Are you one of those hopeless aficionados of vintage signage? When you travel do you take A LOT of photos of signage? (isn't that all of us). Well, maybe it's time you took your collection of vernacular signage and started converting your favorites into a gorgeous custom font of your own? Read on to find out how.
Comprehensive lecture and visual presentation, hand outs and access to the School's library of Type Design books, and specimens.
If you are curious about Professional Type Design, and keen to get started creating your own Custom Display Typeface to use exclusively on your own projects or for special clients, this one-day introduction class is the place to start. Taking the class is a good place to start, as it will certainly demystify the whole type design process helping you to discover that it is logical and straightforward. This is because every typeface consists of a visual system. Typographic systems are sets of visual rules that determine all of the decisions you make when designing a typeface, and enable characters to work together dictating their shape and size. If you follow this system, your typeface will be sound and well made
This class will teach you how to understand and define the visual system of any piece of lettering or signage so that you can find its DNA to use as your starting point to design your own professional display typeface. This is a satisfying and fun process. Once you have drawn your full character set, Type design is essentially a series of tests that eliminate all spacing and DNA inconsistencies, so that no one glyph dominates over the others.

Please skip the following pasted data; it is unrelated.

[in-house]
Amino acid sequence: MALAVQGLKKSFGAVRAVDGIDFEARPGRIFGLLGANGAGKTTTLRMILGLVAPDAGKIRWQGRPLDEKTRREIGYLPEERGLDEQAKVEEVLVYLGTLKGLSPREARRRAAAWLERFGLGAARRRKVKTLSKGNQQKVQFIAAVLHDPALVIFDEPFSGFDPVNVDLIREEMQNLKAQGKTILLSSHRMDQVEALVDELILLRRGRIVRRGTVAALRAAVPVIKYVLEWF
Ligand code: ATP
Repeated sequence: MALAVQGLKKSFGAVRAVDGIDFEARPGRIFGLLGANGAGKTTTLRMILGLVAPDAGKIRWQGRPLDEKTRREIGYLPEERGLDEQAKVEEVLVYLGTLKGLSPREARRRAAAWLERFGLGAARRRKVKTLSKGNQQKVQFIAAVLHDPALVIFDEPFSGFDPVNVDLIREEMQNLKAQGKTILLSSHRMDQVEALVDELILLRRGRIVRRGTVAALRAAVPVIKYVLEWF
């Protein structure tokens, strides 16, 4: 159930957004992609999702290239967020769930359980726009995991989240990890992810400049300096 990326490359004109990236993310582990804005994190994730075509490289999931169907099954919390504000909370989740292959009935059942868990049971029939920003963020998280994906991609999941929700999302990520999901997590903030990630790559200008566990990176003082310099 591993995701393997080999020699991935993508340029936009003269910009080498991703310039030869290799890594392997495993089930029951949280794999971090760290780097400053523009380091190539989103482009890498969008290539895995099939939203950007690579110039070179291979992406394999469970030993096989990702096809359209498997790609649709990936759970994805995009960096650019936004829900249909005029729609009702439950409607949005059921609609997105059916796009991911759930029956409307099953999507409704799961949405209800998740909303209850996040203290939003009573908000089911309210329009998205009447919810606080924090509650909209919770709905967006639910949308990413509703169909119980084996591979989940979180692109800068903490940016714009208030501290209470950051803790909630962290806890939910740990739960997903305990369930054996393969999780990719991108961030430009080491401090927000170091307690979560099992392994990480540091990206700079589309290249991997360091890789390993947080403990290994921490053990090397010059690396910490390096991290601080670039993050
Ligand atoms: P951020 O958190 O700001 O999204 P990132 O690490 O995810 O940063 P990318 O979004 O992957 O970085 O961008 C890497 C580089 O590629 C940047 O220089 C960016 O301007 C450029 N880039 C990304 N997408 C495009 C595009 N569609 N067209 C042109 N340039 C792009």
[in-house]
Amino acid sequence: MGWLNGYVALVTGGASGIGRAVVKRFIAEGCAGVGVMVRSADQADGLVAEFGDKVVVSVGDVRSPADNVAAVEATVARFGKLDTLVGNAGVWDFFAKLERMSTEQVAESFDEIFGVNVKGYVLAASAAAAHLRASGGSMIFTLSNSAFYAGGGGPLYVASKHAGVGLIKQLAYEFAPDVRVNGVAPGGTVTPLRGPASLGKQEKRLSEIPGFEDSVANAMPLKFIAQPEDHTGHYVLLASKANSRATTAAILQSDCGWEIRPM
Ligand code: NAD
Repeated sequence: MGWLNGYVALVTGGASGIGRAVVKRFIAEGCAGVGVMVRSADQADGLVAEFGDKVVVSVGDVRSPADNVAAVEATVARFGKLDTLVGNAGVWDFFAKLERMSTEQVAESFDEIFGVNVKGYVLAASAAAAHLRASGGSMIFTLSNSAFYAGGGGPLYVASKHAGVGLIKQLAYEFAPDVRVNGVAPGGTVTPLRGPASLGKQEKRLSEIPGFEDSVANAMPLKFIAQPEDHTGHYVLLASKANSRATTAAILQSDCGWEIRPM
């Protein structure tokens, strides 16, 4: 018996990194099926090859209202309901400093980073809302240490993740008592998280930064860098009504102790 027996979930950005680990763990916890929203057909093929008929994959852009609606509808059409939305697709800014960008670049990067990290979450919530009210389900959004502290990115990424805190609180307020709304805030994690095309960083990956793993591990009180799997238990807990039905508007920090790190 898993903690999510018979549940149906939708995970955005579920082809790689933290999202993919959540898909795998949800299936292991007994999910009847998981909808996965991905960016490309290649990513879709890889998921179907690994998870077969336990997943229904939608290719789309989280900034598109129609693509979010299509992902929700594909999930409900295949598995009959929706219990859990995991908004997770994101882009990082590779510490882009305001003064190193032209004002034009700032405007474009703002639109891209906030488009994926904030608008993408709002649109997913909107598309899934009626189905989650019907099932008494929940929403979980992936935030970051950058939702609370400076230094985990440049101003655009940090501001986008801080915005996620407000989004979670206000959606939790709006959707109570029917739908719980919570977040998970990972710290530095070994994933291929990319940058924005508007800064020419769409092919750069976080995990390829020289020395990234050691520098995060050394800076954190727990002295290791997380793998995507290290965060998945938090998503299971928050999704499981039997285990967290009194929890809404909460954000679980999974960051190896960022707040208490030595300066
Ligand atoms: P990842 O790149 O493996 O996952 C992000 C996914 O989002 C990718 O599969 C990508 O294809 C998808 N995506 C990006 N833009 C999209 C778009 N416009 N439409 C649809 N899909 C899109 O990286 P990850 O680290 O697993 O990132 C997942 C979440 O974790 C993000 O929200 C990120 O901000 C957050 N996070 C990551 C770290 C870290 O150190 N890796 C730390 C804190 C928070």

Identifying parent forms enables us to group letters together that bear some resemblance to one another so that we can continue to design a whole character set using similar shared features. It isn’t as simple as it sounds though because when we try to combine the modular shapes of letters in the same way that we design lego, our words will look clunky. Letters need to be shaped in relation to all the other letters, which means that we need to also look at the space between the letters. This is why type design is related to lettering.
OSNS is led by Veronica Grow who has taught Slow Typography using Calligraphic technique in New York at the leading School for Design – Parsons. She has also studied lettering at the Cooper Union in New York with Ken Barber of the famous House Industries. She is often interviewed about Typography by the Australian Broadcasting Corporation. She is Melbourne’s most experienced teacher of typographic arts and understands how people learn best. She has run Type classes at Old School New School since 2012 started her teaching life as a Design Lecturer at RMIT and is the Program Manager for the School’s Type Design Program.
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